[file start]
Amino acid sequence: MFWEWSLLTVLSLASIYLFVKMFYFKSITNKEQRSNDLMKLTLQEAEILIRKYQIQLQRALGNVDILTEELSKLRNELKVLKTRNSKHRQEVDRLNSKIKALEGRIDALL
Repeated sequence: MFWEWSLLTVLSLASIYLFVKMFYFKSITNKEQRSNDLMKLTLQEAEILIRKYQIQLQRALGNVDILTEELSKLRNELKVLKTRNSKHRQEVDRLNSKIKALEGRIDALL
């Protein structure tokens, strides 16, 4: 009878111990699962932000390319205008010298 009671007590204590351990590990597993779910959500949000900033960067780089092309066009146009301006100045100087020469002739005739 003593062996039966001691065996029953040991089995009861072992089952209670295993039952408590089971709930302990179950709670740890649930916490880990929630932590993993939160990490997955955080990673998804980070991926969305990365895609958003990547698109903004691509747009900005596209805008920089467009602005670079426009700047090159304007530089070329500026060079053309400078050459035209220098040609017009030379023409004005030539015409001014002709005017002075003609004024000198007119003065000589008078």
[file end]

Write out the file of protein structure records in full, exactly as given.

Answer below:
Amino acid sequence: MFWEWSLLTVLSLASIYLFVKMFYFKSITNKEQRSNDLMKLTLQEAEILIRKYQIQLQRALGNVDILTEELSKLRNELKVLKTRNSKHRQEVDRLNSKIKALEGRIDALL
Repeated sequence: MFWEWSLLTVLSLASIYLFVKMFYFKSITNKEQRSNDLMKLTLQEAEILIRKYQIQLQRALGNVDILTEELSKLRNELKVLKTRNSKHRQEVDRLNSKIKALEGRIDALL
């Protein structure tokens, strides 16, 4: 009878111990699962932000390319205008010298 009671007590204590351990590990597993779910959500949000900033960067780089092309066009146009301006100045100087020469002739005739 003593062996039966001691065996029953040991089995009861072992089952209670295993039952408590089971709930302990179950709670740890649930916490880990929630932590993993939160990490997955955080990673998804980070991926969305990365895609958003990547698109903004691509747009900005596209805008920089467009602005670079426009700047090159304007530089070329500026060079053309400078050459035209220098040609017009030379023409004005030539015409001014002709005017002075003609004024000198007119003065000589008078």